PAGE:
My first job out of school was with a startup called Legi-Tech, a McClatchy-backed online service which tracked legislation. (This was, of course, in the pre-Internet days.) Legi-Tech soon faced a competitor – it turned out that the State of New York decided that providing access to legislative information on a subscription basis was an attractive opportunity for them as well. Fair enough – we believed we could certainly put out a better product than the State could. But the State, or its Legislative Bill Drafting Commission to be specific, went further. They made the full text of new bills available on their service 2-3 days before the printed copies were made available to the public – or to LegiTech, to provide through our service. We believed that violated the freedom-of-information act – they were giving preferred access to public information to those who paid them. So, we hired lawyers and filed suit. Eventually, we won a settlement. Eventually, while we won that battle, we lost the war and Legi-Tech ultimately was shuttered. But in this instance, litigation seemed proper. We were not looking to protect our own rights, but rather to fight unfair business practices of the state-owned entity.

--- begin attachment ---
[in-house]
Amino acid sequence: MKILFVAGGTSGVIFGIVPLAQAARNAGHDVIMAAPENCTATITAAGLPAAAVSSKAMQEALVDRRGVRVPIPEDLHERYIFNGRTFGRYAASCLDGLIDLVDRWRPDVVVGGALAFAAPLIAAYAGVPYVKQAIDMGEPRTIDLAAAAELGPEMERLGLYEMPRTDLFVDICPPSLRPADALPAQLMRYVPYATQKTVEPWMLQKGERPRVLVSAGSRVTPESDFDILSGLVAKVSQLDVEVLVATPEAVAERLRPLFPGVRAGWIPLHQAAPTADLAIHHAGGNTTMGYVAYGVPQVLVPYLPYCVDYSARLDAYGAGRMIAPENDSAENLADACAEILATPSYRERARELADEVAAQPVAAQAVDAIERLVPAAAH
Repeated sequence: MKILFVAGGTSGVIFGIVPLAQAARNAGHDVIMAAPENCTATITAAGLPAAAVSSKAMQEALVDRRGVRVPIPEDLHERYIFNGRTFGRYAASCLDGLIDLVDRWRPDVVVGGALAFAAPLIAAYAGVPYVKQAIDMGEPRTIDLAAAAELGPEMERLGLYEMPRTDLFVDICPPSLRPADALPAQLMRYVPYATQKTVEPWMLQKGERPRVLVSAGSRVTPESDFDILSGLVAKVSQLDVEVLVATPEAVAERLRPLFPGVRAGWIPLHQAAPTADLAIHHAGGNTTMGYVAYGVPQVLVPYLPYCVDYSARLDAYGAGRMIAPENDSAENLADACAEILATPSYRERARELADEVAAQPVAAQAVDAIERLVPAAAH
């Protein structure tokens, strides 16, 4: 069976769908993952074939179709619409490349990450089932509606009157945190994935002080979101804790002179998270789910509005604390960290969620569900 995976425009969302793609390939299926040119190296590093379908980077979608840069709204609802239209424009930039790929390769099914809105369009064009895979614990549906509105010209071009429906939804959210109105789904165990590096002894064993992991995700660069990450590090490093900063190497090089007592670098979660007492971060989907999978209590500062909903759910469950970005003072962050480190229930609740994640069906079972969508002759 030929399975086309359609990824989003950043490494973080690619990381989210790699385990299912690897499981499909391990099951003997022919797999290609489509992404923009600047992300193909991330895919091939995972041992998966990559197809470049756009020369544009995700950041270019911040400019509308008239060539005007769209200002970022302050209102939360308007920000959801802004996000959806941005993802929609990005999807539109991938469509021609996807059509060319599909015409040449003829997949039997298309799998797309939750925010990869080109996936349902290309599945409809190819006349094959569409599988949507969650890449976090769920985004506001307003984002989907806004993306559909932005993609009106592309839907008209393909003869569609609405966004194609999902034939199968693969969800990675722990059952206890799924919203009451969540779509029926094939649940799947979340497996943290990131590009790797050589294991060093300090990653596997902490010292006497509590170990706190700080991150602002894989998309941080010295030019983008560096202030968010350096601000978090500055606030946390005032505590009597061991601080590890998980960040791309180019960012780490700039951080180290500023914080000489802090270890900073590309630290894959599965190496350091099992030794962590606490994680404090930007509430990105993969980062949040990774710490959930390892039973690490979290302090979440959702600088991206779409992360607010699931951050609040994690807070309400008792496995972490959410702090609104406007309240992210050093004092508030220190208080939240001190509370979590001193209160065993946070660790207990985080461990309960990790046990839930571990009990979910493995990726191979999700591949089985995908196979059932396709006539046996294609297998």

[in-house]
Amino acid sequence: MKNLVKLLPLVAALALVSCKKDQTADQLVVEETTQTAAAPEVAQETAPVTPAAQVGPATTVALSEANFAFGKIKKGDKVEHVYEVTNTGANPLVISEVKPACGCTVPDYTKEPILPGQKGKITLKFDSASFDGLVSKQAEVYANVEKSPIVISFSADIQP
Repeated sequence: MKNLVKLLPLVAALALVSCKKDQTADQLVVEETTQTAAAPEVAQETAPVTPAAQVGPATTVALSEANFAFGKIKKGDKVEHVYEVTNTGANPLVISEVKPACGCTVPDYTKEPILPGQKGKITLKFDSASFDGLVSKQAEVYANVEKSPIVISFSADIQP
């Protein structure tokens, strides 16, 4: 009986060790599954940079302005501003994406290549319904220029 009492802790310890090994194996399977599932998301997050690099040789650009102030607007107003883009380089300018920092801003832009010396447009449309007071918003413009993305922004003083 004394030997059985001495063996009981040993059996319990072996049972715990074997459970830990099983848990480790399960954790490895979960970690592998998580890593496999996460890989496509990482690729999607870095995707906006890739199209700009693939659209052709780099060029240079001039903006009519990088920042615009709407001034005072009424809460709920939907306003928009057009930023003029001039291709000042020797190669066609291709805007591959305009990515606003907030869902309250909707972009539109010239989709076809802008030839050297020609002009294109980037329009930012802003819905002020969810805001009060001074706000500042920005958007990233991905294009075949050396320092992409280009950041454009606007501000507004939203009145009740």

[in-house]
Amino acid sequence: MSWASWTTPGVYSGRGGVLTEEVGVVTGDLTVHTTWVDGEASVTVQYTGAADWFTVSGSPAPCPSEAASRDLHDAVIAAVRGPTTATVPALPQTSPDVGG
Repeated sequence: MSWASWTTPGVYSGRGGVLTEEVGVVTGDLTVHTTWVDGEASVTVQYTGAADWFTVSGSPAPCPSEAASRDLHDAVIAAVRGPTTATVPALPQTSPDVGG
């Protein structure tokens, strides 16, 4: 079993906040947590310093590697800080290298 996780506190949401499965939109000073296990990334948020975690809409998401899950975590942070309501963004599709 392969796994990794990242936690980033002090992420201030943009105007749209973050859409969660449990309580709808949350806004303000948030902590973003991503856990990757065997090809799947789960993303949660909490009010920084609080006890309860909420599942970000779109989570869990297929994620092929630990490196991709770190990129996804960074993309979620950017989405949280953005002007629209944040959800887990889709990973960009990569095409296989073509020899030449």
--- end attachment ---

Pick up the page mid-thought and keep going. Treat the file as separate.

In most cases, litigation and legislation are the wrong approach.
Rather than investing in lawyers, what if these companies invested their time and efforts into trying to identify the best possible experience for their users?
For example, with movies, it’s pretty straightforward. The “going to the movies” experience is very different than the “I’m tired – let’s stay in and watch a movie” experience. Yet, as Fred Wilson notes in his Scarcity is a Shitty Business Model post, the movie industry as a whole would make significantly more money if they would make new releases available in theaters, on DVD and streaming, globally on the same day. But, with the exception of some small indie movies who are experimenting, the industry refuses to adapt and loses out – to piracy, to video games and to other forms of entertainment.